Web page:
But while the Telegraph’s medical correspondent Stephen Adams suggested we have a "fever-phobia" in regard to our children, I’d like you to look again at how Calpol recently marketed a children’s painkiller:
The writing at the bottom of the screen said that Calprofen was for "relief of pain and fever", but the story – the part that a busy, stressed Mum will be taking in – is that this can be administered when playtime goes south: two kids have a sheet fall on their head and end up unhappy. Guess what revives them?
The masses addicted to illegal drugs have a mirror image in a less noticeable addiction: to the idea that there is a pharmaceutical product for every woe. Don’t get me wrong – some kids are genuinely hyperactive through attention deficit and are helped by Ritalin; many people get through the day with the help of antidepressants; and occasionally somebody in an old-folks’ home is responding to hallucinations and will be helped by antipsychotic drugs.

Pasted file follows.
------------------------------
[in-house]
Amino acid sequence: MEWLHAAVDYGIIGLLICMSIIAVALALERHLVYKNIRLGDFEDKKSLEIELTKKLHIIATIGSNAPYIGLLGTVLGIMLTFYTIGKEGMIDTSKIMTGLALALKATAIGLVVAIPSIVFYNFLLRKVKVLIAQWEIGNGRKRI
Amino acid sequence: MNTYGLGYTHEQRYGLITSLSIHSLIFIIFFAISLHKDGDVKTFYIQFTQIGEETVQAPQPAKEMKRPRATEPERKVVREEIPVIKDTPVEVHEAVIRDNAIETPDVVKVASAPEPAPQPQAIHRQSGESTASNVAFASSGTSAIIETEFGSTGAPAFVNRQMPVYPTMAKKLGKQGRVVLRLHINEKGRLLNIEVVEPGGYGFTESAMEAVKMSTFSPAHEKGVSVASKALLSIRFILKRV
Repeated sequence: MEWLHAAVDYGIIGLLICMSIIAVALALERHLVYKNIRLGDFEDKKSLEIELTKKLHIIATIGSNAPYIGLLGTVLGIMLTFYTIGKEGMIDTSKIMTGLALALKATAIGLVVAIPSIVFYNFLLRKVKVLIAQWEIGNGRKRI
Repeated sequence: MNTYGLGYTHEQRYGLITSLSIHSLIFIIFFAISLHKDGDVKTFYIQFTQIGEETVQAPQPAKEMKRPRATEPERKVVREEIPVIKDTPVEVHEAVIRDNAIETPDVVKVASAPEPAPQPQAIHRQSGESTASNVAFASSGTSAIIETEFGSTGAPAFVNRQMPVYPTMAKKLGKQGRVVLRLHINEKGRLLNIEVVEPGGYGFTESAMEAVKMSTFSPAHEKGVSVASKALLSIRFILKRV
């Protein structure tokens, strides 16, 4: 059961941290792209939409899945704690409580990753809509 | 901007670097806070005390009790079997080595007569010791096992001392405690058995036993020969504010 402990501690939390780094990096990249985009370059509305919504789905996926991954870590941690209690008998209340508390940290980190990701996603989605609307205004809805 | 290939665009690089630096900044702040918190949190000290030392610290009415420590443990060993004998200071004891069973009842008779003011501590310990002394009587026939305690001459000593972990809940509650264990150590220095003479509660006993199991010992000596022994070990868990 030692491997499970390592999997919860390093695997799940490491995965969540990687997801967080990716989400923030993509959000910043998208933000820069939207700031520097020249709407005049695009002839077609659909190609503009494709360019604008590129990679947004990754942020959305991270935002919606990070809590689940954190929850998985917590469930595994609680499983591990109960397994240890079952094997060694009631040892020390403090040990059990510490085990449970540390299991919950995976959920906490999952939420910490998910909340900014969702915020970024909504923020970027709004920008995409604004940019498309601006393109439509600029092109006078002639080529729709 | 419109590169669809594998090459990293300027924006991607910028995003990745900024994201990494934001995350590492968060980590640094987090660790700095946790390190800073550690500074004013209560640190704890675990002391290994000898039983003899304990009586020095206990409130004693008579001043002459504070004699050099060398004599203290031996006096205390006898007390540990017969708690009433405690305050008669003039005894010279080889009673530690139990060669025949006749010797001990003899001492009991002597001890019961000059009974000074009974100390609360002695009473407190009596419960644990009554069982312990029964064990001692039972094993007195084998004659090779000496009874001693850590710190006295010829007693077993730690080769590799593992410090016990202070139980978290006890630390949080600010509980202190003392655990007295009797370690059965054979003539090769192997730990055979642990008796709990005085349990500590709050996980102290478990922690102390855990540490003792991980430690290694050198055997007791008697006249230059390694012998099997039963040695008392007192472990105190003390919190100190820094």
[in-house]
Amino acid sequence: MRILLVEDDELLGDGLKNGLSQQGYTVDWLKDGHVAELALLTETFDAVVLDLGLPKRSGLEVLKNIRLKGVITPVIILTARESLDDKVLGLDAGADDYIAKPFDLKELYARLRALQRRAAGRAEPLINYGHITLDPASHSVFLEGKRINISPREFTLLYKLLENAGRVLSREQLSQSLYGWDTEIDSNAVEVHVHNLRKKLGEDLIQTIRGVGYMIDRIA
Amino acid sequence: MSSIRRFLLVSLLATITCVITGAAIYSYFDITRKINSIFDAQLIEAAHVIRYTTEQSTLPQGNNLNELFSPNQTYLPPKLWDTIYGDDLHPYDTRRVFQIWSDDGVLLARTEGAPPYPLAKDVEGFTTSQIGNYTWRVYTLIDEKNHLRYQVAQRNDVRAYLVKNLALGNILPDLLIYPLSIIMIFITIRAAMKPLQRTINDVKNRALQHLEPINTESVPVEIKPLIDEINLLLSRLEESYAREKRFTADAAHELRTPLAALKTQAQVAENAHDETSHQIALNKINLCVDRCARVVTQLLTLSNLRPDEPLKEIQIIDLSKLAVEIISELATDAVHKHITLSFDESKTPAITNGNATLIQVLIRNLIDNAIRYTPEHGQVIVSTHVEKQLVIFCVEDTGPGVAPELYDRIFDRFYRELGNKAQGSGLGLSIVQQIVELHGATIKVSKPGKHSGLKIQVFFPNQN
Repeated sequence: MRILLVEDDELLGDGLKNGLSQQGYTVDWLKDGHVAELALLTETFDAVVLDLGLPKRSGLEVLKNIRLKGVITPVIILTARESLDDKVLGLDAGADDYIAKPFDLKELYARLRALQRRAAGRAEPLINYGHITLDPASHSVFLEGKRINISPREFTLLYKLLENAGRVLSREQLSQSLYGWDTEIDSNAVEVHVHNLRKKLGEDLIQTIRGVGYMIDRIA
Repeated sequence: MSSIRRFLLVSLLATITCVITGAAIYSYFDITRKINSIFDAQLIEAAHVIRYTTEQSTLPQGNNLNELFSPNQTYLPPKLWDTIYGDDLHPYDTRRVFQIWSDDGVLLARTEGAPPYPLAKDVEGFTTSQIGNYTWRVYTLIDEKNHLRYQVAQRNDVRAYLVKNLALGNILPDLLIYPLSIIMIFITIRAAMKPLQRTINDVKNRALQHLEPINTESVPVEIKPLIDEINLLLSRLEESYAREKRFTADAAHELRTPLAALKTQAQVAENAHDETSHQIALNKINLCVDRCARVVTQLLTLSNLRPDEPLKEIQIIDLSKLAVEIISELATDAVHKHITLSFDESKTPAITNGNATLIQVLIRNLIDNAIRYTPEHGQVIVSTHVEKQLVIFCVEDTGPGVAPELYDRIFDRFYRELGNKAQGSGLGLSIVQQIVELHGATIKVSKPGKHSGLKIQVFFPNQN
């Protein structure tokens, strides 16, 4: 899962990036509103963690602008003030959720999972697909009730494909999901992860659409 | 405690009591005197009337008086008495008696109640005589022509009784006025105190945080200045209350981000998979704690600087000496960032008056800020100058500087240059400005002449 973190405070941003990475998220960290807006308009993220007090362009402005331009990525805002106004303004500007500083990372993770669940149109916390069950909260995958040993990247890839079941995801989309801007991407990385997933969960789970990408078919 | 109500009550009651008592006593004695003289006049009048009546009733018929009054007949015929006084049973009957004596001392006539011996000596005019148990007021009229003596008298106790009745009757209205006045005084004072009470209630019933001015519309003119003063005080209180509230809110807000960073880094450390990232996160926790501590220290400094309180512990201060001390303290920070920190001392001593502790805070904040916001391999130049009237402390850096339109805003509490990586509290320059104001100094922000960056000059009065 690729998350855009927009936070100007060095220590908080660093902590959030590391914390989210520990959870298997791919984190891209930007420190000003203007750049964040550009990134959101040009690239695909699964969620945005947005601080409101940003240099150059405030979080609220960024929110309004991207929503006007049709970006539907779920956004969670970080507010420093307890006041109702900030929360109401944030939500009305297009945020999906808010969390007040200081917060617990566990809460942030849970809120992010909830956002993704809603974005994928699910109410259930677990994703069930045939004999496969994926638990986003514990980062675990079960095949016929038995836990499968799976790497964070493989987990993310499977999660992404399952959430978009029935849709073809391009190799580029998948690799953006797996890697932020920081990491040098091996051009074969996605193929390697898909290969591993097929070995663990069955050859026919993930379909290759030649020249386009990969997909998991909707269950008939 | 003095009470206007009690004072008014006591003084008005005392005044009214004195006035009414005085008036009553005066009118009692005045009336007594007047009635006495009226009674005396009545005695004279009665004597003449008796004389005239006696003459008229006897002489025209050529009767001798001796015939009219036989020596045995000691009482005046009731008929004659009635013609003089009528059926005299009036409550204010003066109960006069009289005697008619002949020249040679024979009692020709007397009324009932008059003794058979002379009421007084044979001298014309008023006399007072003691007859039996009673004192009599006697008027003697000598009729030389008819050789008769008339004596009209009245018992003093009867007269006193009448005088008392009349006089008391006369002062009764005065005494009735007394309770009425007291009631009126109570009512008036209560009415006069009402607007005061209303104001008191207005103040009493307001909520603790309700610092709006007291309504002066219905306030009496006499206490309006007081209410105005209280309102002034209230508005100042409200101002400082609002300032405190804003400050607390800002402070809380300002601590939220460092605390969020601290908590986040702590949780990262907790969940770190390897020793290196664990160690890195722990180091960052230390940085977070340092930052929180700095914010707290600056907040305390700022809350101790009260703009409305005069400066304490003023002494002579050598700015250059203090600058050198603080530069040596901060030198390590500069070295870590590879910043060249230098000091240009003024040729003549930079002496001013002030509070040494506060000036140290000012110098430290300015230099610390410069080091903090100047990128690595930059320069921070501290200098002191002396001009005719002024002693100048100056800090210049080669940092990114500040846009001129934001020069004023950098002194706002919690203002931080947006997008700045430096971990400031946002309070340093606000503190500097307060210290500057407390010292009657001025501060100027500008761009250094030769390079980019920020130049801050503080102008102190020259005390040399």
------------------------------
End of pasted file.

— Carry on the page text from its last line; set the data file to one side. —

Equally, however, no pill eradicates the harm done by indifferent schools or parents, makes up for a society where lonely people are left to get on with it, or mitigates the negligence without which a care-system with too few indians cannot work.
The new guidelines for Calpol are welcome; but the wider issue is that what is lacking is not labelling information but a society in which we all engage with and care for each other. And the remedy for that doesn’t come in bottles or blister-packs.